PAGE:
Oh, "warning turn around!, warning turn around! (you just might miss something or someone wonderful if you don't).

Friday, January 13, 2012

Play It Forward

It's been a very good day, and the day isn't over yet.

During the summer of 2009 Ron found himself more and more unsteady as he tried to transfer himself from his wheelchair to our living room chair.  This situation was not only uncomfortable for him but becoming dangerous.  At that same time our dear friend Mary's mother was being transferred to a facility where she would get more physical care.  All of a sudden a miracle happened, a "lift" chair was made available to us, Mary's mother's chair couldn't go with her and needed a new home.

That autumn and winter preparations were under way for the 2010 Winter Olympics to be held in Whistler, British Columbia, Canada.  Excitement was in the air here in the Pacific Northwest.  Our neighbors just minutes north of us were gearing up for this momentous occasion.  Ron and I watched our television every day enjoying the updates about this wonderful event, wondering about border crossing times, would there be enough snow, how many tourists would come through our area into Canada?  Excitement was in the air, and we were ready to enjoy it.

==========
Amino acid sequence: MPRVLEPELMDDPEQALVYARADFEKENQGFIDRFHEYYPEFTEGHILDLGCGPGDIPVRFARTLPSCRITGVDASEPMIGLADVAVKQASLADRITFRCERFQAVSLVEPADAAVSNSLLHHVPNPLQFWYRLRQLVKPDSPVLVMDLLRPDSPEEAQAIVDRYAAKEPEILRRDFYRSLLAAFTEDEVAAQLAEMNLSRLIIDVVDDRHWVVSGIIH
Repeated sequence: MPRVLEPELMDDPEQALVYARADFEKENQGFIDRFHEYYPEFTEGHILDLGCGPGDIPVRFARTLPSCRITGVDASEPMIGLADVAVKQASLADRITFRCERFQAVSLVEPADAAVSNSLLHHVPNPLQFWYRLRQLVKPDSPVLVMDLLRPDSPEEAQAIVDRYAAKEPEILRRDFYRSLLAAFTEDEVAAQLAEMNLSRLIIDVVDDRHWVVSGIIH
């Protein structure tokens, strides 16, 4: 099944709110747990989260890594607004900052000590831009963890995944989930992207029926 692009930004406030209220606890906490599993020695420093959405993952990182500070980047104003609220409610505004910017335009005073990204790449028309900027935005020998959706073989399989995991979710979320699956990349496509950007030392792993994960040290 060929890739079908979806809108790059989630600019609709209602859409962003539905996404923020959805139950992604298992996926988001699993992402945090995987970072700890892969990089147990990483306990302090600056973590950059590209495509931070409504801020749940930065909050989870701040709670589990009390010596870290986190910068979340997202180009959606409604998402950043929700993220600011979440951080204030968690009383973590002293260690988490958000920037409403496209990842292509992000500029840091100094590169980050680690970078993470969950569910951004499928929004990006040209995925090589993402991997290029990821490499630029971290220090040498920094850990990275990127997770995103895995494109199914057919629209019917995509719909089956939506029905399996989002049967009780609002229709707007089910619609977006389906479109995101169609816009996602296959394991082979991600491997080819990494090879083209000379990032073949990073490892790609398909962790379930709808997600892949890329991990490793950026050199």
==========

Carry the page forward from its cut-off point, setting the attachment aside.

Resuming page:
Our daughter Tracy's friend Michelle is a member of the Twawwassen  First Persons Reserve which was hosting the "Blessing of the Olympic Torch".  Michelle knew we didn't go too far from home any more and felt we might enjoy watching this spectacle with her and her family. 

On that sunny, blue day we shared the excitement with her family, elders, olympians, and many spectators.  We were invited into their long house for a feast and celebration, watching village children dance, enjoying an event that we would remember forever.